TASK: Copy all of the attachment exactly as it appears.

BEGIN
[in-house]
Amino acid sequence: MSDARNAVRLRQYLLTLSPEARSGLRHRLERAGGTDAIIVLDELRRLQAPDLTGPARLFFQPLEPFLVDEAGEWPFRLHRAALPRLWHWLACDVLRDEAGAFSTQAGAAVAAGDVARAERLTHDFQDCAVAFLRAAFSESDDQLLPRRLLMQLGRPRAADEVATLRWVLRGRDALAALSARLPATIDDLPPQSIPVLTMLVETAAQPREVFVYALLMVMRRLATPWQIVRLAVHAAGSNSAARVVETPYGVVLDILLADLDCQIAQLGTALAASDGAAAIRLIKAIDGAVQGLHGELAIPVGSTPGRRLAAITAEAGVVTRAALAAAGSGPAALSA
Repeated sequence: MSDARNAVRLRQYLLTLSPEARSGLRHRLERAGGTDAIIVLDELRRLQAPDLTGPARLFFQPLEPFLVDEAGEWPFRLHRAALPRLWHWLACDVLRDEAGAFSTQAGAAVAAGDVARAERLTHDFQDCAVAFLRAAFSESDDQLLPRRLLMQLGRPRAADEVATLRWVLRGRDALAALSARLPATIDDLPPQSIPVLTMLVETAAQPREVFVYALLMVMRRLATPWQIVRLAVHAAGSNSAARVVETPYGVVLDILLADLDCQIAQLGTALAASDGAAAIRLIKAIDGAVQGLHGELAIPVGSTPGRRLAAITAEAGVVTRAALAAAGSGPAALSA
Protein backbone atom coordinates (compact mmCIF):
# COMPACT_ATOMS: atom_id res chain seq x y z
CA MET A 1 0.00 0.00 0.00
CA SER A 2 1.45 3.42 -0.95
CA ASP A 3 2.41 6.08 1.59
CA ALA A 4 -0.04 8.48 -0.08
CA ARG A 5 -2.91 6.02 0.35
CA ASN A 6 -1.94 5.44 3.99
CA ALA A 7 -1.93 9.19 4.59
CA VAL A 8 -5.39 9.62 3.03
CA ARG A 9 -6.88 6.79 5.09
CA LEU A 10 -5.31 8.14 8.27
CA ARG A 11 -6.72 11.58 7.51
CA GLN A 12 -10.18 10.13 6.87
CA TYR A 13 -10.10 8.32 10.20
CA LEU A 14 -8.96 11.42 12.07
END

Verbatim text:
[in-house]
Amino acid sequence: MSDARNAVRLRQYLLTLSPEARSGLRHRLERAGGTDAIIVLDELRRLQAPDLTGPARLFFQPLEPFLVDEAGEWPFRLHRAALPRLWHWLACDVLRDEAGAFSTQAGAAVAAGDVARAERLTHDFQDCAVAFLRAAFSESDDQLLPRRLLMQLGRPRAADEVATLRWVLRGRDALAALSARLPATIDDLPPQSIPVLTMLVETAAQPREVFVYALLMVMRRLATPWQIVRLAVHAAGSNSAARVVETPYGVVLDILLADLDCQIAQLGTALAASDGAAAIRLIKAIDGAVQGLHGELAIPVGSTPGRRLAAITAEAGVVTRAALAAAGSGPAALSA
Repeated sequence: MSDARNAVRLRQYLLTLSPEARSGLRHRLERAGGTDAIIVLDELRRLQAPDLTGPARLFFQPLEPFLVDEAGEWPFRLHRAALPRLWHWLACDVLRDEAGAFSTQAGAAVAAGDVARAERLTHDFQDCAVAFLRAAFSESDDQLLPRRLLMQLGRPRAADEVATLRWVLRGRDALAALSARLPATIDDLPPQSIPVLTMLVETAAQPREVFVYALLMVMRRLATPWQIVRLAVHAAGSNSAARVVETPYGVVLDILLADLDCQIAQLGTALAASDGAAAIRLIKAIDGAVQGLHGELAIPVGSTPGRRLAAITAEAGVVTRAALAAAGSGPAALSA
Protein backbone atom coordinates (compact mmCIF):
# COMPACT_ATOMS: atom_id res chain seq x y z
CA MET A 1 0.00 0.00 0.00
CA SER A 2 1.45 3.42 -0.95
CA ASP A 3 2.41 6.08 1.59
CA ALA A 4 -0.04 8.48 -0.08
CA ARG A 5 -2.91 6.02 0.35
CA ASN A 6 -1.94 5.44 3.99
CA ALA A 7 -1.93 9.19 4.59
CA VAL A 8 -5.39 9.62 3.03
CA ARG A 9 -6.88 6.79 5.09
CA LEU A 10 -5.31 8.14 8.27
CA ARG A 11 -6.72 11.58 7.51
CA GLN A 12 -10.18 10.13 6.87
CA TYR A 13 -10.10 8.32 10.20
CA LEU A 14 -8.96 11.42 12.07